This is slightly belated but nevertheless here is more on our 8-day in Macedonia starting with some history. Yay! I really miss social studies class, I had an incredible US teacher and we had the best debates and lectures. I'm sure come first semester mid-terms I'll be longing for Serbia but since September I've had intermittent cravings for classroom learning. Back to Mace!
In 1991 Macedonia declared its independence from Yugoslavia and it was uninvolved in the brutal Balkan wars of the '90s (basically Serbs vs Croats+Bosniaks). However between March and June 2001 a civil war was fought between the government and ethnic Albanian insurgents. The war ended with NATO intervening. Under the terms of the Ohrid Agreement, the government agreed to delegate greater political power and cultural recognition to the Albanians and the Albanians agreed to abandon separatist demands and to fully recognize all Macedonian institutions. Today Macedonia has about 2 million citizens: 65% Macedonian, 25% Albanian, and 10% Turks, Serbs, Roma with 65% Orthodox, 30% Muslim, and 5% Catholic, Protestant, and Jewish.
In the '90s Macedonia was run by social democrats who, according to our native Macedonian lecturer, were experts at criminal privatization, judiciary fraud, ignoring education and healthcare, and disobeying the law. Today there are more conservative politicians in charge who are either less corrupt or better at covering there tracks but regardless he (the lecturer) is still very dissatisfied with the government as is every local we met.
In 2005 Croatia and Macedonia were given 'candidate status' to the European Union. After this comes the negotiation process which simply was never scheduled for Macedonia (mainly because of the name dispute). Croatia has had and is finalizing these negotiations and today most consider Croatia as the next Balkan state to become a member of the EU. To put it in perspective, Serbia, Kosovo, Bosnia, and Albania are 'potential candidates' so Macedonia is farther along then them but its status hasn't advanced in the past 5 years.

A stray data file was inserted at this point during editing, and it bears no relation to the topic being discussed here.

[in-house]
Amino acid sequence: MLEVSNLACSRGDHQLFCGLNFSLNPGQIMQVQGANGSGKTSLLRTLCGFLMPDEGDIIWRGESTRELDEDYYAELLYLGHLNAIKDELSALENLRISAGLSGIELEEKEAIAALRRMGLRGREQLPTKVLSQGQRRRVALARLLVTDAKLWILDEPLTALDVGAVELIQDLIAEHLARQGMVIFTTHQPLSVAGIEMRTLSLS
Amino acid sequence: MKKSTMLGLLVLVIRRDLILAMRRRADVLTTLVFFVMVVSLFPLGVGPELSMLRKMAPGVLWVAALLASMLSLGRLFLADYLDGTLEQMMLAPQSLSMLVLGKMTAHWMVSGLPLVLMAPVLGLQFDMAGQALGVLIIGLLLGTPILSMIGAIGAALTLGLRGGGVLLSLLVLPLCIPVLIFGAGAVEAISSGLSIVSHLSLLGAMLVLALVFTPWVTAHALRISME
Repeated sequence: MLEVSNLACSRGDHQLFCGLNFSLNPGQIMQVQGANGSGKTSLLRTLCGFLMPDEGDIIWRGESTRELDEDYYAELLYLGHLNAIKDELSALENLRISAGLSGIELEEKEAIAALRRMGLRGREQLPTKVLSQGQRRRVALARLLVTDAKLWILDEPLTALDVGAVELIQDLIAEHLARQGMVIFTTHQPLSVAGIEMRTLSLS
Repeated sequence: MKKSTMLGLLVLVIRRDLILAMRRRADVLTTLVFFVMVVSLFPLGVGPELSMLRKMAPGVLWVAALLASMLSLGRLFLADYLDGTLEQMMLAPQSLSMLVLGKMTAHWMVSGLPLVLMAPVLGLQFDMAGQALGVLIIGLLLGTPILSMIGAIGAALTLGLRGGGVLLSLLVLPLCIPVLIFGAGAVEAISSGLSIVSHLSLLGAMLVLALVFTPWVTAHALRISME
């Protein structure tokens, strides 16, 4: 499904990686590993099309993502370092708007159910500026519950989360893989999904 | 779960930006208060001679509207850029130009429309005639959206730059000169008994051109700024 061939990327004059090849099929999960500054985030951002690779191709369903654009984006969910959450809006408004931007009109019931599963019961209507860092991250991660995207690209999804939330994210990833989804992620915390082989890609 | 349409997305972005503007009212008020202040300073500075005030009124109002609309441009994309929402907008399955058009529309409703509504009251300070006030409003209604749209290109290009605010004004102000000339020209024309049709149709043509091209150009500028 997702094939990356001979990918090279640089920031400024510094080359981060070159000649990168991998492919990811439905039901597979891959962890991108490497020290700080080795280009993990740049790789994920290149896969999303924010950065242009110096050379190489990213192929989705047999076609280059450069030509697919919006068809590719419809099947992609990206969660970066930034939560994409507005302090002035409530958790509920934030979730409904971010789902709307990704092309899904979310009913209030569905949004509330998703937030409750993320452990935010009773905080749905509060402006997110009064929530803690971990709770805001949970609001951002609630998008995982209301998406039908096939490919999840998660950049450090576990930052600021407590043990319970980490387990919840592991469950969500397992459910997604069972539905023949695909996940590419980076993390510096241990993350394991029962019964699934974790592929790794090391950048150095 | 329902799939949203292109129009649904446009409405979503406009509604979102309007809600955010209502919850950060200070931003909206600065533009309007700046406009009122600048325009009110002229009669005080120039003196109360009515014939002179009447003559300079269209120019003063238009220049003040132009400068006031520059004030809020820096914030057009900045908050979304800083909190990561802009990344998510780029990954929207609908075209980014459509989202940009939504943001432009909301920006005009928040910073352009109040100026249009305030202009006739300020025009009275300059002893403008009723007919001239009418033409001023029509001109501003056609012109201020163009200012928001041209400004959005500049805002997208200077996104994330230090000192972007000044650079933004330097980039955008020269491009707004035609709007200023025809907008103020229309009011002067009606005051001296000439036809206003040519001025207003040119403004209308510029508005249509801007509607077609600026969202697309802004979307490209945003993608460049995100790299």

The name game (← I figured out how to link!) is first or second among the hinderances of Macedonia's EU accession. As I mentioned in that post, Macedonia sued Greece for breaking their '95 agreement to not stand in the way of Macedonia's NATO or EU accession so long as they go by the name "Former Yugoslav Republic of Macedonia" for official documents. Actually Greece (in that agreement) said they would support Macedonia's accessions but that's just asking too much. Needless to say Greece has not supported and has stood in the way, most recently accusing Skopje of harboring ambitions to take over territories of Greece in the 1st litigation in Hague International Court of Justice on March 24th. Macedonia hoped that the court would rule that Athens illegally vetoed Macedonia's NATO applications in 2008 over of this name dispute which violated the '95 agreement. The hearings were completed by March 30th and the ICJ's decision is expected in the next six months.
Other factors holding back EU and NATO accession seem to resemble those of Balkan countries: corruption and broken promises. Our lecturer told us of illegal government intervention in the media, especially by blocking the most influential (and controversial, of course) TV station. The government promised to confront its young demographic by addressing education which so far, he reports, has not been touched.
There are new elections this May or June and Macedonians, much like Serbians (#2!), have called for early elections.